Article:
Chinese Drywall Corrosion Testing
Welcome to Matco Services, Inc.
MATCO Services, Inc. is a leading independent consulting, engineering, and testing firm specializing in the fields of failure analysis, inspection, corrosion, metallurgical engineering, cathodic protection systems, materials selection, and coatings.
MATCO has investigated a wide range of complex corrosion issues for major US and foriegn companies. Some of these projects include identification of microbiologically induced corrosion, corrosion investigations of historic structures, identification of corrosion contaminants in lubricants, and a wide variety of other complex corrosion investigations for aerospace, manufacturing, electronic, medical, and utility companies.
MATCO has recently developed a standard test method to positively identify Chinese drywall that has been found to cause corrosion of copper, brass, and silver components inside residences and businesses in the United States.
Background of Chinese Drywall Corrosion Issue
In the timeframe of 2004 – 2006 American importers imported Chinese-made drywall which was used in construction of homes throughout the United States. Drywall or sheetrock is a product composed primarily of gypsum (calcium sulfate). Some of this drywall imported during this timeframe exhibits chemical compounds which release sulfur-containing gases.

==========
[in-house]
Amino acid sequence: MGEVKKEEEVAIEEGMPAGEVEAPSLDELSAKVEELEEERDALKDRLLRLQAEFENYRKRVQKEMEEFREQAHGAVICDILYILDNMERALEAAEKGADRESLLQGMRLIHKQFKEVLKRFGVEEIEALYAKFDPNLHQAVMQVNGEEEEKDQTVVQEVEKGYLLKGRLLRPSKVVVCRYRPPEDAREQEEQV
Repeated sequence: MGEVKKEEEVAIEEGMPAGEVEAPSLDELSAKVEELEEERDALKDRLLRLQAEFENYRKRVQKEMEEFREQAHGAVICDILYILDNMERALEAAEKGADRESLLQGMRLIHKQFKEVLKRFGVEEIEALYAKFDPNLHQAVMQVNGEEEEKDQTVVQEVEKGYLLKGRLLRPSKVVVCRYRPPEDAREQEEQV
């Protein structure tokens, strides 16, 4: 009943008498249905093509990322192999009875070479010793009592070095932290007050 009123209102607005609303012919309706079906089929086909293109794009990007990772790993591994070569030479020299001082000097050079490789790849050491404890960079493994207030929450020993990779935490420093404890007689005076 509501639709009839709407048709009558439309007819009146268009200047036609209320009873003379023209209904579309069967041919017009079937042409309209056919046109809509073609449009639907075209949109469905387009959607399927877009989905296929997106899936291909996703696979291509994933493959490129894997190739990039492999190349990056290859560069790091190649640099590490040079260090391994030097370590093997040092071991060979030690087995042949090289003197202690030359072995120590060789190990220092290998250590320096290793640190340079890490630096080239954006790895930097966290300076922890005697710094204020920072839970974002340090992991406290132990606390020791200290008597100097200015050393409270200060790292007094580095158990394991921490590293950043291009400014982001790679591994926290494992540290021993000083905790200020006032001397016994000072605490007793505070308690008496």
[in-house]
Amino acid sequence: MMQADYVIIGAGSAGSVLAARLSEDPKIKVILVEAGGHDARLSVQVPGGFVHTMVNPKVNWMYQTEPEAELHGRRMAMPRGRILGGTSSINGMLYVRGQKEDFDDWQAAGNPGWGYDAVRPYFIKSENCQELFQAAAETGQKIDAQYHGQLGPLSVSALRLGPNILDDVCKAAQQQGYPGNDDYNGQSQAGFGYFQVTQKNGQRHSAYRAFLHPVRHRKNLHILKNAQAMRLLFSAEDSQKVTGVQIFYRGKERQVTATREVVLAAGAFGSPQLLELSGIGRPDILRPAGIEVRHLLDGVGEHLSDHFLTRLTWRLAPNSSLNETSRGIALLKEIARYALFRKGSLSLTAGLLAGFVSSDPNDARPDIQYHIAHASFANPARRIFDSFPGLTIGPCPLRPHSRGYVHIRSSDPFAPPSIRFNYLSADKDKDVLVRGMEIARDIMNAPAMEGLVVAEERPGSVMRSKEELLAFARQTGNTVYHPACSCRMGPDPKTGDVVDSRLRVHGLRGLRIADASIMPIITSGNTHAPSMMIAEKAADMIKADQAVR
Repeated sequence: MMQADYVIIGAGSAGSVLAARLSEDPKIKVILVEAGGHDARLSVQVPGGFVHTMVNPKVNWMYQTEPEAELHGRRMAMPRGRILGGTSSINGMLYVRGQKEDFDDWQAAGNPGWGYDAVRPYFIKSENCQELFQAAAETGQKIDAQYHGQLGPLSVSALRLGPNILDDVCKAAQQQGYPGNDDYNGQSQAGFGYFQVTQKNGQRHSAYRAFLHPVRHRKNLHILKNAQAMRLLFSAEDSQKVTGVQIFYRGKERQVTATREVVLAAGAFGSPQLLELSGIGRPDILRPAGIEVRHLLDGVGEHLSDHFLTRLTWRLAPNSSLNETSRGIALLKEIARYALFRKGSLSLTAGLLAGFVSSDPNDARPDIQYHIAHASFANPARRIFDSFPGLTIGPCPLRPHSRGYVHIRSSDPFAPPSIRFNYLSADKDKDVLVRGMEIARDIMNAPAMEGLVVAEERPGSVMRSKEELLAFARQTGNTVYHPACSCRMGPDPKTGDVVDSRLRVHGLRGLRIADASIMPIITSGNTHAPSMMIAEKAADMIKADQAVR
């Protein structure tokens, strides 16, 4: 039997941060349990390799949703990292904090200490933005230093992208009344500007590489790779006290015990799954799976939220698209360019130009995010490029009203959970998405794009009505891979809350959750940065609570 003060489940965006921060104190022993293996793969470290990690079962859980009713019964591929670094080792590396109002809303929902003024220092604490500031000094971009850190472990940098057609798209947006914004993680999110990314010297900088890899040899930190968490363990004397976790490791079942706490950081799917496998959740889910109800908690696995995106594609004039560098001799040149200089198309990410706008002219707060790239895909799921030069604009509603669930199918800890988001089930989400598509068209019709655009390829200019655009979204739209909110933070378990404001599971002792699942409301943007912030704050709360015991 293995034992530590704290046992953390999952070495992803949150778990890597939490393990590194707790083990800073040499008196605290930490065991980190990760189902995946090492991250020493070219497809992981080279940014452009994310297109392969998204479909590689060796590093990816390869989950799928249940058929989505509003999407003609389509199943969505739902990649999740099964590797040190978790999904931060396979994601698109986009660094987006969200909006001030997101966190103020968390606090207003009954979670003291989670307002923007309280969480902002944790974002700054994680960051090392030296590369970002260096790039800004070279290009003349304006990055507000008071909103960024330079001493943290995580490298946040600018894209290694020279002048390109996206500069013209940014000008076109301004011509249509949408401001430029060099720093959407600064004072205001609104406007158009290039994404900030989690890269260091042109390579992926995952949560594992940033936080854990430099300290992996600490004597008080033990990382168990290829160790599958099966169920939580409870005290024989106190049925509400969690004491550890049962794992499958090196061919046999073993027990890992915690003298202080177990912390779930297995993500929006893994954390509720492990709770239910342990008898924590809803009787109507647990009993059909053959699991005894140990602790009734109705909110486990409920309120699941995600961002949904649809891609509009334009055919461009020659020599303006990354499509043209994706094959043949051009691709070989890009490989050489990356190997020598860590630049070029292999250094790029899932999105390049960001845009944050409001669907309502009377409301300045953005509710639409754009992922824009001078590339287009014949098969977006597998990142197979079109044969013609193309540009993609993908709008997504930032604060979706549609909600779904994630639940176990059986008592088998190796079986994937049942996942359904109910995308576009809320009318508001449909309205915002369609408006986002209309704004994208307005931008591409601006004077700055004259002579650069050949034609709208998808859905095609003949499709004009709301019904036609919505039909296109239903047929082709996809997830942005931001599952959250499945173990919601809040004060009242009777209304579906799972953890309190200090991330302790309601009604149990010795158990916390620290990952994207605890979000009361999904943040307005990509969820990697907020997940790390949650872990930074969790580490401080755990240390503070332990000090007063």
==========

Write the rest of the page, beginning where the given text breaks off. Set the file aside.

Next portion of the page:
Residents and building occupants with tainted drywall have reported corrosion or tarnishing of copper and brass components inside the buildings. This includes corrosion of appliances (air conditioners, washing machines, dryers, stoves, etc.) and electronics (televisions, computers, etc.). Some occupants have even reported health effects; however no specific health hazards have been identified as of March, 2009.
The exact causes and full extent of this problem are not yet known, but it has been found that potentially thousands of homes and business in Florida, Louisiana, Texas, and California may have been constructed using corrosive Chinese drywall.
Is My Home or Business Affected?
Some preliminary signs of corrosive Chinese-made drywall are as follows (note that not all Chinese or foreign-made drywalls are corrosive and that these early indicators may not accurately confirm presence or absence of potentially corrosive drywall):
Source & Timeframe – If your house or building was constructed in the 2004-2006 timeframe and it is known that foreign-made drywall was used in construction, there is a higher chance that your drywall is corrosive. Foreign-made drywall sometimes has markings that identify it as such.
Smell – Some of the affected drywalls have a noxious odor which has been described as smelling like rotten-egg, burnt matches, burnt motor oil, or welding flux. The corrosive gasses emitting from the tainted drywalls are known to contain sulfur. Carbon disulfide and carbonyl sulfide have been positively identified as two of these gasses and others are suspected.